The Countryside Alliance supports a firearms licensing system that involves continuous monitoring by the medical profession, best achieved by placing an enduring marker on the certificate holder’s medical record, provided that there are proper safeguards in place to ensure the security of the certificate holder’s personal details and provided that the system is fair to legal firearms owners.
A satisfactory continuous monitoring system should in due course lead to an increase in certificate life from the current 5 years. There should be no reason why shotgun and firearm certificates should not have a 10 year duration. This would ease the burden on police forces with no negative impact on public safety.
Such an objective was envisaged as part of the process agreed in 2016 by the Medical Evidence Working Group. Unfortunately, that process has failed.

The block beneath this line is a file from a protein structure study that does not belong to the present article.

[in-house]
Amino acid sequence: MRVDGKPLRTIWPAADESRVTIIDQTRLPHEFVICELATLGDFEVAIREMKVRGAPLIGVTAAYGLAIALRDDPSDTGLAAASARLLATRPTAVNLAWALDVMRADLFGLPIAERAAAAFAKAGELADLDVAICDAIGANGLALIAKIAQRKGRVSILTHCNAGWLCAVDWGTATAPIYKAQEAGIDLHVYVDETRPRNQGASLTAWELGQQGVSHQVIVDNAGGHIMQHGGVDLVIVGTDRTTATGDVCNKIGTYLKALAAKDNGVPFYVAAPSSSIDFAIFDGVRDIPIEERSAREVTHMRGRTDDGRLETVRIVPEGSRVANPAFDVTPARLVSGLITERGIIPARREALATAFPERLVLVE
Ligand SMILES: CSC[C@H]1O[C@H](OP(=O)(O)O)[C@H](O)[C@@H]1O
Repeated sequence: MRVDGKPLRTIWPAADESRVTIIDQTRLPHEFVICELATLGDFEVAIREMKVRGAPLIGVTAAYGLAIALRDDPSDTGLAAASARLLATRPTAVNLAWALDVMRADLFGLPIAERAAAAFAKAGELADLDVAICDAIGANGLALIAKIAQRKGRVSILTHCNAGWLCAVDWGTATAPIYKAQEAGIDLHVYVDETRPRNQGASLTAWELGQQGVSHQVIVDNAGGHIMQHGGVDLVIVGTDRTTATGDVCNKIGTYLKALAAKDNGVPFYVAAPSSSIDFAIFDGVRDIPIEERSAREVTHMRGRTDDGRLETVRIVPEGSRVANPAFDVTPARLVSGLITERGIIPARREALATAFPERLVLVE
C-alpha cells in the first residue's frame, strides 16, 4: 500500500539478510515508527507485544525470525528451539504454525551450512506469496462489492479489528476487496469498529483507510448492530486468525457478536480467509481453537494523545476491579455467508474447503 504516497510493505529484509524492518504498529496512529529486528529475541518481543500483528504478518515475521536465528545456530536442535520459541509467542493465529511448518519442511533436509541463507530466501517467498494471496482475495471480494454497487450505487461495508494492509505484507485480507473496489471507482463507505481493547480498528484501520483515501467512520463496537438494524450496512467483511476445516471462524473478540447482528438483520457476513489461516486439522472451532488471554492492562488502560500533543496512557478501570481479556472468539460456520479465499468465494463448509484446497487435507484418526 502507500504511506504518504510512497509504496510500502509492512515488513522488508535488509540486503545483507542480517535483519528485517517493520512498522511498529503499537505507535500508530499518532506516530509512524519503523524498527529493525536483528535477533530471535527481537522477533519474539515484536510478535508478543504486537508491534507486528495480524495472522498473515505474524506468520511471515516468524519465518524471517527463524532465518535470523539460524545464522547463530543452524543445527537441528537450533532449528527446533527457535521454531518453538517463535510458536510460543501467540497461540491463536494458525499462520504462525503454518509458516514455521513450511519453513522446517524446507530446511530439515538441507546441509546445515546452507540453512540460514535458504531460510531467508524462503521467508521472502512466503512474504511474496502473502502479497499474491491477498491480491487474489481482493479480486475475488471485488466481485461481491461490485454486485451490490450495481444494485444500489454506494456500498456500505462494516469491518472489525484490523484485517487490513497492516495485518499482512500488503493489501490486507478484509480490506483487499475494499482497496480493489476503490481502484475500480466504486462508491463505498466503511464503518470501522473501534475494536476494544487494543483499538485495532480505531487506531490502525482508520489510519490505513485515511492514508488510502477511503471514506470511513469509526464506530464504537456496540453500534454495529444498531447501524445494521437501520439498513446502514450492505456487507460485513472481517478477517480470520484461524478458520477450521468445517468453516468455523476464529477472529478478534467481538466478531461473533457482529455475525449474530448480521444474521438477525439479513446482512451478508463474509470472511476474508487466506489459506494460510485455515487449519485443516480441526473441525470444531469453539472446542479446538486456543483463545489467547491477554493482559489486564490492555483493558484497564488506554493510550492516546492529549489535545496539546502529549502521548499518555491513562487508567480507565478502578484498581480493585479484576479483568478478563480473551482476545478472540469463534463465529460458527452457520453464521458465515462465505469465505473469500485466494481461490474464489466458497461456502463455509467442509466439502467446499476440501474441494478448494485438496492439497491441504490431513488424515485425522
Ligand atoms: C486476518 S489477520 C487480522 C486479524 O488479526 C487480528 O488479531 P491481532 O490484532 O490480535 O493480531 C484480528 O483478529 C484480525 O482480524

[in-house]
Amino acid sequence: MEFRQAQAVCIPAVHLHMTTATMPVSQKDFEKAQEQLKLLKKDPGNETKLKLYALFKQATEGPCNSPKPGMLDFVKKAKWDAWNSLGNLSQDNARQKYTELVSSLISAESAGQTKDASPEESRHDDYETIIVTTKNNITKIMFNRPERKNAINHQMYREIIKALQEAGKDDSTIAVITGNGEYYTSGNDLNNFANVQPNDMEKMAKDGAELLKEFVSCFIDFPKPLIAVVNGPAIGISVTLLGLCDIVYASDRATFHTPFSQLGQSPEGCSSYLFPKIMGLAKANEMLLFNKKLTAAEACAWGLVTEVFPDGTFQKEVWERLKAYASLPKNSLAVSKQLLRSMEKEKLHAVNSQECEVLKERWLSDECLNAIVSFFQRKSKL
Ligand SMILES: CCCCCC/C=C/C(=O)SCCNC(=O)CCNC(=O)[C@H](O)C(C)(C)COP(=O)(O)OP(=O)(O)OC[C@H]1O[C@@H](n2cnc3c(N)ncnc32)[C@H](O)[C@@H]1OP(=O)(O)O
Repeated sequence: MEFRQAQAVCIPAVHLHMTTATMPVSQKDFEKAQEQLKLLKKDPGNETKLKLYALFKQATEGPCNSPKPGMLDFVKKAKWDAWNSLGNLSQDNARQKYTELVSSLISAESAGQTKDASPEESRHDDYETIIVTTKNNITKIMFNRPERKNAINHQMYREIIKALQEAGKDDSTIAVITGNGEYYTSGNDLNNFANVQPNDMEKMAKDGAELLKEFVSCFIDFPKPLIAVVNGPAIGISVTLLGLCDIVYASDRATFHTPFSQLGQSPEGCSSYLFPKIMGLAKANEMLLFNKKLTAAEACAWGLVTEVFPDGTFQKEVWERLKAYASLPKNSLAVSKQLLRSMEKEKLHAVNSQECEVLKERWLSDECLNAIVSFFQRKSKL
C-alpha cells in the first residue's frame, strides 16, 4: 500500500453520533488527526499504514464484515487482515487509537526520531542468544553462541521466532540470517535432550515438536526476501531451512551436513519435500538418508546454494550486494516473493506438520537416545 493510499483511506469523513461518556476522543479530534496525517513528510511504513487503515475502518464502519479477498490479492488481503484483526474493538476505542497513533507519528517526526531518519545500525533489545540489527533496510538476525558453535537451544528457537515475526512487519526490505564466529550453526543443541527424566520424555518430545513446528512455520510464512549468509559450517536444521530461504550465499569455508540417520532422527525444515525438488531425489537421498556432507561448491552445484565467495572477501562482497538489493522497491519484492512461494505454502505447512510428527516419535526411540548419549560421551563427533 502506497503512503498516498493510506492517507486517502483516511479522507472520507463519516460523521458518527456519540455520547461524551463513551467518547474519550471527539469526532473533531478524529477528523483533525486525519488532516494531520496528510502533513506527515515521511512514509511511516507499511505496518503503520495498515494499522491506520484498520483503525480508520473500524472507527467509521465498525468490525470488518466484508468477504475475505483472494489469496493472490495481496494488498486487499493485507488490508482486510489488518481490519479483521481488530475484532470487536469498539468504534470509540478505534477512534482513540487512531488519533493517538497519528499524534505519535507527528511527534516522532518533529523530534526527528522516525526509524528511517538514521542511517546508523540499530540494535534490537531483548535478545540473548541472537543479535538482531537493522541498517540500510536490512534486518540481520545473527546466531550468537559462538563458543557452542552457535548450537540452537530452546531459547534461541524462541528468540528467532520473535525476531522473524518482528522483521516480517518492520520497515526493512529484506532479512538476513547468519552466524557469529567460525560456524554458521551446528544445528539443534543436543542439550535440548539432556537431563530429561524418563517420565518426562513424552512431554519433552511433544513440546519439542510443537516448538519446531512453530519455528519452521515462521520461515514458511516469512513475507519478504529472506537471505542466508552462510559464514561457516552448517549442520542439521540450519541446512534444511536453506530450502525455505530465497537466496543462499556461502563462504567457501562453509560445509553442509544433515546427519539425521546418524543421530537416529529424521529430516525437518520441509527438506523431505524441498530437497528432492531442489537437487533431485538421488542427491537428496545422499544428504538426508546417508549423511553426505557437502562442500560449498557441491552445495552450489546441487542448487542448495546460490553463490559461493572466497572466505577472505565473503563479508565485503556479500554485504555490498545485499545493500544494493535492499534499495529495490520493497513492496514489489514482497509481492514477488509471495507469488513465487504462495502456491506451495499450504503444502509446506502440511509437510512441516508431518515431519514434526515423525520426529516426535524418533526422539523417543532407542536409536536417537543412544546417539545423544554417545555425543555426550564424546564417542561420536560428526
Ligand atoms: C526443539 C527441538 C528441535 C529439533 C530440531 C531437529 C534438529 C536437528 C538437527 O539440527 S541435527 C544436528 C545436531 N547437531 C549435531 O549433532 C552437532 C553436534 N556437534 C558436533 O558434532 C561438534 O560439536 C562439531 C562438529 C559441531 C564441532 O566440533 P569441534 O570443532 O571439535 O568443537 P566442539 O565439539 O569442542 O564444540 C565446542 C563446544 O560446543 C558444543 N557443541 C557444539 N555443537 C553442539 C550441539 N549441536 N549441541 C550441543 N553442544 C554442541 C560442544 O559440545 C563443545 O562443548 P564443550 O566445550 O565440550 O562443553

The Medical Evidence Working Group, which was convened by the Home Office and which involved the police, the shooting associations including the Countryside Alliance, and medical representatives including the British Medical Association (BMA), agreed a detailed process which included GP verification of the medical details provided to the police by an applicant for a shot gun or firearm certificate. It was agreed by all parties that there should be no expectation of a fee for the initial GP’s check of the patient record. Regrettably, however, the BMA subsequently stepped back from that agreement and endorsed the charging by GPs of a fee for the initial records check.
In addition, the BMA has gone further by supporting ‘conscientious objection to gun ownership’ as a way for GPs to avoid participating in the process. By doing so they are nullifying the whole objective of medical involvement in the licensing process, which is to provide an enhanced level of scrutiny to benefit public safety. The Countryside Alliance believes this represents a breach of the BMA’s guidance on ethics.
The Countryside Alliance wishes to see the agreed system implemented, and will support Government in ensuring the full involvement of the medical profession in the process as envisaged.